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    Fabulous Gem Proof 1879 Flowing Hair Stella

    1879 $4 Flowing Hair, Judd-1635, Pollock-1833, R.3, PR65 NGC. This is a beautiful Gem proof example of the immensely popular four-dollar "goloid" pattern, more popularly known as the "stella," one of the few pattern designs in our country's history that have proven interesting enough and important enough to be collected alongside regular issue coinage.
    The stella four-dollar gold piece of 1879 was proposed as an international coin whose value would be roughly equivalent to that of several European gold coins, including the French twenty francs and the Austrian eight florins, among others. The principal actors in gaining support for this idea included Philadelphia inventor Dr. William Hubbell, Congressman Alexander Stephens (formerly vice president of the Confederacy), and John Kasson (U.S. minister to Austria-Hungary). The Charles Barber "Flowing Hair" version seen here was based upon a design that his father, William, had made the previous year. The so-called "Coiled Hair" variety was executed by George T. Morgan, in considerably smaller numbers.
    In January 1880, 25 pieces were struck and distributed to various Washington, D.C., dignitaries to popularize the proposed new denomination. These specimens were included in three-coin pattern sets that also contained one of each of the two goloid dollar designs of 1879. The coins must have proven popular, as an additional 100 sets were ordered. Eventually, a further 300 sets were produced, bringing the official total to 425. This remains the standard mintage, and this figure is quoted on page 236 of the 2008 Guide Book of U.S. coins. A cautionary statement is included, however, that: "Precise mintage numbers are unknown." The ninth edition of the Judd pattern reference book includes an estimate of "perhaps 700 or so." At least 20 additional examples were struck in off-metals--10 apiece in copper and aluminum.
    It is possible that the 25 "originals" of this type were struck on a screw or medal press, with the remainder produced on a regular coinage press. One of the "originals" (Pollock-1832) should display more sharply defined design elements than the later "restrikes," and should not exhibit the parallel roller marks across Liberty's hair and cheek that are found on the currently offered specimen.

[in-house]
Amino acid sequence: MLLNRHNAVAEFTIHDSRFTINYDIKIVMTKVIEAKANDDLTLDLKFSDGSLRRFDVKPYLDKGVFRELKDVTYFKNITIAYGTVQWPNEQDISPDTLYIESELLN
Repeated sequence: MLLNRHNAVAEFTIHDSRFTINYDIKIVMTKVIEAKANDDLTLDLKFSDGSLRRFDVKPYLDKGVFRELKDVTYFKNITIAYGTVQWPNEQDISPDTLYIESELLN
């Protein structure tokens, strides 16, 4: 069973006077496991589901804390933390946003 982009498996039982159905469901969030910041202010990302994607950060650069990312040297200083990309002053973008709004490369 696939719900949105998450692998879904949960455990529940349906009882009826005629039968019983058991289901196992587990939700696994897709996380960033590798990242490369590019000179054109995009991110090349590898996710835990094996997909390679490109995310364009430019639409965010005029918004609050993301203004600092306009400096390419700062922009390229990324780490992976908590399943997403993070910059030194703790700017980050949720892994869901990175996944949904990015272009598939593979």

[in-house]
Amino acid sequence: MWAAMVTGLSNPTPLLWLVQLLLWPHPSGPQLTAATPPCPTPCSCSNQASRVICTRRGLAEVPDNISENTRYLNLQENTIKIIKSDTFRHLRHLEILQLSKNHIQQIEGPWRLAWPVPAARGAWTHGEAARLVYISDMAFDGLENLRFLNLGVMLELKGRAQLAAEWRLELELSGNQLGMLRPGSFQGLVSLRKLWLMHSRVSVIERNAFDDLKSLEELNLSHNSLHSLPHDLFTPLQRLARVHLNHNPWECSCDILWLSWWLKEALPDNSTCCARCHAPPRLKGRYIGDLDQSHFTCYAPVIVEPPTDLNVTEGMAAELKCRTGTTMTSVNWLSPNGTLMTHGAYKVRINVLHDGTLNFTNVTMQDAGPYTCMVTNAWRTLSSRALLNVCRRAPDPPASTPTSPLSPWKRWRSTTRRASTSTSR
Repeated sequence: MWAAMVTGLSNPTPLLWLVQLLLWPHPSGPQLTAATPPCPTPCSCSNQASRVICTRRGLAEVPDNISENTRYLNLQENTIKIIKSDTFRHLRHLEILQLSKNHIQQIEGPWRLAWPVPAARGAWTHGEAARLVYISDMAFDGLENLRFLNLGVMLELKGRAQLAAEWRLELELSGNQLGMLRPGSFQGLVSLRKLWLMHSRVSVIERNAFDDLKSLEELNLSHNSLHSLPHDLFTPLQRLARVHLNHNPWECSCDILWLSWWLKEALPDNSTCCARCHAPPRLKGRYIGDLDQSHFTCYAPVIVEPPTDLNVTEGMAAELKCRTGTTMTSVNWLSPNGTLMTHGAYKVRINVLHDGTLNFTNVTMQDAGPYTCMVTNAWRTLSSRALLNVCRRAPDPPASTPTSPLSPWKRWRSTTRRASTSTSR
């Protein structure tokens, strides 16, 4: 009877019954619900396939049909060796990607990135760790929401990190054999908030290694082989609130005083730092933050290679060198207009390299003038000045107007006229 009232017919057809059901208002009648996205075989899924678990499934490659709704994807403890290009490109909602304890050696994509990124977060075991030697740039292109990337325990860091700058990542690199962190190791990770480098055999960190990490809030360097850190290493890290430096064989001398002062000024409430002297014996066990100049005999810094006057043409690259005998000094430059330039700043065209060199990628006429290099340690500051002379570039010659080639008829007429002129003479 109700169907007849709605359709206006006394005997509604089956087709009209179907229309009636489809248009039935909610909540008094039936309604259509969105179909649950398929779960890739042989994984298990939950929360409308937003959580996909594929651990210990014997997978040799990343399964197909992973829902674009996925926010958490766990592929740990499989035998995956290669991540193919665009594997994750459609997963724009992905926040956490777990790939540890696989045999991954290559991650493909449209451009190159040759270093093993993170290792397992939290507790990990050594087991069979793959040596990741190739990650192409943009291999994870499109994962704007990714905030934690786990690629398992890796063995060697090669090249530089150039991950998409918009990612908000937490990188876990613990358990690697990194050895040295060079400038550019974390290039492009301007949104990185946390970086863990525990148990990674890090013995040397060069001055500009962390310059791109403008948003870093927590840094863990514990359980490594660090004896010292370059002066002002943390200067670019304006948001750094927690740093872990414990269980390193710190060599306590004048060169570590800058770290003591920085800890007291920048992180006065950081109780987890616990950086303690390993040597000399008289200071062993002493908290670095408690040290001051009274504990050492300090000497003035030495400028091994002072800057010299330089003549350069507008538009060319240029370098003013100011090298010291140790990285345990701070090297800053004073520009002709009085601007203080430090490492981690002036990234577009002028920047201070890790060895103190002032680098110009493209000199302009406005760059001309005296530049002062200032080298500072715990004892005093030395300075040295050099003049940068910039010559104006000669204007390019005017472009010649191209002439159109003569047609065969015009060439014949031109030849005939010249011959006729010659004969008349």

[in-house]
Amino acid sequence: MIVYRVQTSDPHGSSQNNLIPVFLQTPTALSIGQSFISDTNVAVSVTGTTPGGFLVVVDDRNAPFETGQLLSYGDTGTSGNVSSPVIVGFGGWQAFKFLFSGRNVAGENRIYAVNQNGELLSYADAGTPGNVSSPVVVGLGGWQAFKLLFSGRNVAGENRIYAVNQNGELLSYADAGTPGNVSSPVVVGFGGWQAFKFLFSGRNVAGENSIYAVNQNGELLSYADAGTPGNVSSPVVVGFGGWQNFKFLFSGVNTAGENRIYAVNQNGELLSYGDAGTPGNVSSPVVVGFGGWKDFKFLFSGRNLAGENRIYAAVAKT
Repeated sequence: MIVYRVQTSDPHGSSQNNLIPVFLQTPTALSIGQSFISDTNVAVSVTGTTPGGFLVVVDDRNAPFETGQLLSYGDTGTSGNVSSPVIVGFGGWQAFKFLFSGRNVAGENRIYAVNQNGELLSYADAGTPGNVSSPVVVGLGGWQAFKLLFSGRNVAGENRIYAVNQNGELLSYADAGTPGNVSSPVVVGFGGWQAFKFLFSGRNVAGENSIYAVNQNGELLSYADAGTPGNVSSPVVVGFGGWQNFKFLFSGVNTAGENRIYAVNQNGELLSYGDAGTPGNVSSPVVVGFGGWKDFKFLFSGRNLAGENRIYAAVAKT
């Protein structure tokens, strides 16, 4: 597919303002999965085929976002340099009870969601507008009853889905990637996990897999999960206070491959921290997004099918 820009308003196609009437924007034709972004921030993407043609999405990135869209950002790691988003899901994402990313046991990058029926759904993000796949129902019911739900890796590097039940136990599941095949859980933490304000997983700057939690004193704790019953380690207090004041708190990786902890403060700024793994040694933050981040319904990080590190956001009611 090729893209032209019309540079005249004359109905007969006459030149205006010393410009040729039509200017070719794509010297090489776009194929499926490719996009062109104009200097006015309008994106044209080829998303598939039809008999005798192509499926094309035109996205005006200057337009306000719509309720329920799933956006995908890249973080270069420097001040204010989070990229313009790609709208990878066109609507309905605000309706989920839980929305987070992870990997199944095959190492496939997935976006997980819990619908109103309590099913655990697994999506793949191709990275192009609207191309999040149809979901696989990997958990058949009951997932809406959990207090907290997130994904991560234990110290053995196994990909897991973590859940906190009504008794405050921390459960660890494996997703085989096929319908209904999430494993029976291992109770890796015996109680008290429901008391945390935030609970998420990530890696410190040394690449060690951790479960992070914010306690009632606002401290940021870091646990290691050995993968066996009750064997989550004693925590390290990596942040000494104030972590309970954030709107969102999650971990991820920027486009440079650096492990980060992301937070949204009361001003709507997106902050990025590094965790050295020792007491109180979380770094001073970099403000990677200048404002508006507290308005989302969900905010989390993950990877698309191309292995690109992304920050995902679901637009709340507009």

This sparkling coin has all of the technical merit and visual appeal that is expected of a Gem. The design features are crisply made throughout, with the usual set of fine roller marks (as struck) that extend diagonally across Liberty's upper cheek, ear, and adjacent hair detail, slightly softening the impression of TY in LIBERTY. The coin shows very glassy reflectivity in the fields, and undisturbed original coloration in pleasing shades of butter-yellow and antique-gold. There are no relevant marks on either side of this important offering that would argue against the assigned PR65 grade level.
    All in all, this is a gorgeous and conditionally scarce representative of the famous Flowing Hair stella design, and a piece that will generate considerable interest and excitement when it crosses the auction block.

    From The Southwest Collection.(Registry values: P1)

    Coin Index Numbers: (NGC ID# 28AZ, PCGS# 8057)

    Weight: 7.00 grams

    Metal: 86% Gold, 4% Silver, 10% Copper

    Learn more at the Newman Numismatic Portal at Washington University in St. Louis.

    View all of [The Southwest Collection ]

    Auction Info

    Auction Dates
    February, 2008
    14th-16th Thursday-Saturday
    Bids + Registered Phone Bidders: 18
    Lot Tracking Activity: N/A
    Page Views: 2,527

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